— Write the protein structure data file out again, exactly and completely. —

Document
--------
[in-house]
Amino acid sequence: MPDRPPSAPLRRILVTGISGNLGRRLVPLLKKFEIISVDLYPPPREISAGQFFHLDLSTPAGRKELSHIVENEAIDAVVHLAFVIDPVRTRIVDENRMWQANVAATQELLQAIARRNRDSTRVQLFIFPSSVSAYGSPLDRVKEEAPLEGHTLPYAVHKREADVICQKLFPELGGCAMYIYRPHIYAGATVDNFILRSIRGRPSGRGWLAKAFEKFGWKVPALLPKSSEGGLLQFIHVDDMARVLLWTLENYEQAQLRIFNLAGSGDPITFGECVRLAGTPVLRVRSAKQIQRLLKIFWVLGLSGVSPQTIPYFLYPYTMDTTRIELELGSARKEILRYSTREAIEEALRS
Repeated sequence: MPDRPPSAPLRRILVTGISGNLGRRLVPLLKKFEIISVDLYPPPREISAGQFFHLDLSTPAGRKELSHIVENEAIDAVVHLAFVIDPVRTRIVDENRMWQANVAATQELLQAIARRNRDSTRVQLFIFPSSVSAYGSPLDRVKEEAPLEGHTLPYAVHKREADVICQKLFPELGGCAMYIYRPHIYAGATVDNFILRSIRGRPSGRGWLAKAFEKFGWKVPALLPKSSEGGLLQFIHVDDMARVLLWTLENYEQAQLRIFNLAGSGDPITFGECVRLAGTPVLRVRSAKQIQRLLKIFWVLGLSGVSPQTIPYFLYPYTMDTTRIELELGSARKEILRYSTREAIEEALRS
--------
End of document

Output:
[in-house]
Amino acid sequence: MPDRPPSAPLRRILVTGISGNLGRRLVPLLKKFEIISVDLYPPPREISAGQFFHLDLSTPAGRKELSHIVENEAIDAVVHLAFVIDPVRTRIVDENRMWQANVAATQELLQAIARRNRDSTRVQLFIFPSSVSAYGSPLDRVKEEAPLEGHTLPYAVHKREADVICQKLFPELGGCAMYIYRPHIYAGATVDNFILRSIRGRPSGRGWLAKAFEKFGWKVPALLPKSSEGGLLQFIHVDDMARVLLWTLENYEQAQLRIFNLAGSGDPITFGECVRLAGTPVLRVRSAKQIQRLLKIFWVLGLSGVSPQTIPYFLYPYTMDTTRIELELGSARKEILRYSTREAIEEALRS
Repeated sequence: MPDRPPSAPLRRILVTGISGNLGRRLVPLLKKFEIISVDLYPPPREISAGQFFHLDLSTPAGRKELSHIVENEAIDAVVHLAFVIDPVRTRIVDENRMWQANVAATQELLQAIARRNRDSTRVQLFIFPSSVSAYGSPLDRVKEEAPLEGHTLPYAVHKREADVICQKLFPELGGCAMYIYRPHIYAGATVDNFILRSIRGRPSGRGWLAKAFEKFGWKVPALLPKSSEGGLLQFIHVDDMARVLLWTLENYEQAQLRIFNLAGSGDPITFGECVRLAGTPVLRVRSAKQIQRLLKIFWVLGLSGVSPQTIPYFLYPYTMDTTRIELELGSARKEILRYSTREAIEEALRS